The game doesn’t play fair with the player in terms of writing, but then neither does Sherlock Holmes, including some of his best stories. So what? The twists are logical, make sense within the story as we see it, and are shocking in the best possible way. Everything you see up to that point suddenly needs to be viewed from an entirely different perspective, and for this reason even after all of the twists and turns are revealed the game stands up extremely well to a replay. Many little things that didn’t make sense gain far more meaning, and it allows you to focus more on the philosophy the game is trying to espouse and on the small details of the romance.
“To the Moon” gained its cult status mostly due to its ability to make Let’s Players cry. To a man, every single Let’s Play of the game I’ve watched has made the player cry. Heck, when I played the game, *I* teared up, and I never do that. It’s nearly impossible not to. This game is listed next to the word “bittersweet” in the dictionary.
It also happens to be one of the most superversive stories I’ve experienced in any medium, somehow managing to blend touching optimism and terrible tragedy more successfully than anything else I’ve ever seen. The premise of “To the Moon” is morally murky, and the game acknowledges and explores this, but what makes it work so well is Kan Gao’s great empathy for his characters and the situations they find themselves in. You might not agree with what these characters are doing but you like just about all of them, and it’s difficult not to appreciate the sort of people Neil and Eva have to be to take this job even while simultaneously admitting that what they’re doing is wrong…or maybe not. That’s the question!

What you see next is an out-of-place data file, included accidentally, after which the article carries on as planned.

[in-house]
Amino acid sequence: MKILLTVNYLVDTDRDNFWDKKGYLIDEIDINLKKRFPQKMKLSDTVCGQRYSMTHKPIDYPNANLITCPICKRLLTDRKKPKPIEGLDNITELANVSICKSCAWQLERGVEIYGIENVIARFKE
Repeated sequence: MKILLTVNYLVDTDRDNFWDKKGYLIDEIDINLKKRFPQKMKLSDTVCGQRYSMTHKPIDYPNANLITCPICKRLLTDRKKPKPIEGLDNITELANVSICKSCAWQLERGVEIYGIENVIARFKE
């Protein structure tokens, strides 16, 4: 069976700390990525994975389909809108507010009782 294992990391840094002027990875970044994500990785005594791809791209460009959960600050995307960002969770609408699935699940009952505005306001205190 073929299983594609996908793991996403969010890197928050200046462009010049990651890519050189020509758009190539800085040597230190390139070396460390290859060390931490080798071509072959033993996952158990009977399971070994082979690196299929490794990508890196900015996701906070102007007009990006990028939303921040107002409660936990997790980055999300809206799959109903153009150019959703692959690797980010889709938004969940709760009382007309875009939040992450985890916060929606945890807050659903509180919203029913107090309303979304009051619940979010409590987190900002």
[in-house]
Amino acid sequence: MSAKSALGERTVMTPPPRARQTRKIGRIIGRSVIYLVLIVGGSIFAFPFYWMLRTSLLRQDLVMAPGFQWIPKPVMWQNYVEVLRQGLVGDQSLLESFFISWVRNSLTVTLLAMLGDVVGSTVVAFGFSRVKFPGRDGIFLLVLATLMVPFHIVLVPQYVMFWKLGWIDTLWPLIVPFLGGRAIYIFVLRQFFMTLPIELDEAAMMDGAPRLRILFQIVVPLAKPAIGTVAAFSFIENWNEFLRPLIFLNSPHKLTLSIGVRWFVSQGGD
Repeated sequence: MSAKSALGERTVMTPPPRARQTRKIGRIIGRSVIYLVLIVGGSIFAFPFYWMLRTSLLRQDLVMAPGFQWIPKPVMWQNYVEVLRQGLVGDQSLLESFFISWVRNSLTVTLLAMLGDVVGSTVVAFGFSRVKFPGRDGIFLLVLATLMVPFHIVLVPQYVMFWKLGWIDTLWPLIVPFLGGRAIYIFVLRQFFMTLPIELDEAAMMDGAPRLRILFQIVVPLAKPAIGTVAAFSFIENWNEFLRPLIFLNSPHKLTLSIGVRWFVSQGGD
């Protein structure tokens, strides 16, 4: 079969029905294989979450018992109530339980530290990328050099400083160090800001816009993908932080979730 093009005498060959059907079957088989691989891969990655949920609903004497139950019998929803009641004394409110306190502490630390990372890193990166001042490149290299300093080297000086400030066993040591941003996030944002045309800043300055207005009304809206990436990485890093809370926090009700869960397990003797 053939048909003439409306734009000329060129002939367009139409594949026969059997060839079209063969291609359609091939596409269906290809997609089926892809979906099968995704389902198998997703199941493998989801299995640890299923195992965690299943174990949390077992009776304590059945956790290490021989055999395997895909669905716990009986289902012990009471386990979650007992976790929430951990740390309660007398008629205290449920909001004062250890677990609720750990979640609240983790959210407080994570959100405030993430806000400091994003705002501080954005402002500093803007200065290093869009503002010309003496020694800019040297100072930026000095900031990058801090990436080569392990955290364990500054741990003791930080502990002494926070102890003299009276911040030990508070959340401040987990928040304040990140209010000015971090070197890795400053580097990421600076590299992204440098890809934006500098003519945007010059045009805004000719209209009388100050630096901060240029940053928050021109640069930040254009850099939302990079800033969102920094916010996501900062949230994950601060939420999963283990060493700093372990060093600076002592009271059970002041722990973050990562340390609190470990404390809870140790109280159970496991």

The music of “To the Moon” is practically a little masterpiece itself, to the point that I actually bought the soundtrack…and it’s the only video game I’ve ever done that for. Even besides Laura Shigihara’s climactic song Kan Gao’s gorgeous piano music makes you nostalgic before you even have anything to be nostalgic about. “For River” has become a youtube cover staple for a very good reason.
“To the Moon” isn’t really a game, and to the extent that it is a game, it’s a terrible one. “To the Moon” is an interactive novel, and honestly I really would like to see more people experiment with this sort of format; I certainly would if I had the technical acumen. It allows a platform for people to work in writing, art, and visuals while also allowing an interactive element as well. To that extent it does offer something different from even an animated movie, something I’d like to see more people than just Kan Gao experiment with.*
The sequel has just been released, and it is also excellent, but even so I really don’t wish to spoil this one, because I want more people to experience it without knowing how it ends. At the very least, give a Let’s Play a shot; Cryaotic’s in particular is excellent, and fits the tone of the game perfectly.
And bring some tissues, eh?
*To be fair, other people have experimented with this somewhat. They just haven’t been nearly as successful, which probably hasn’t helped the format.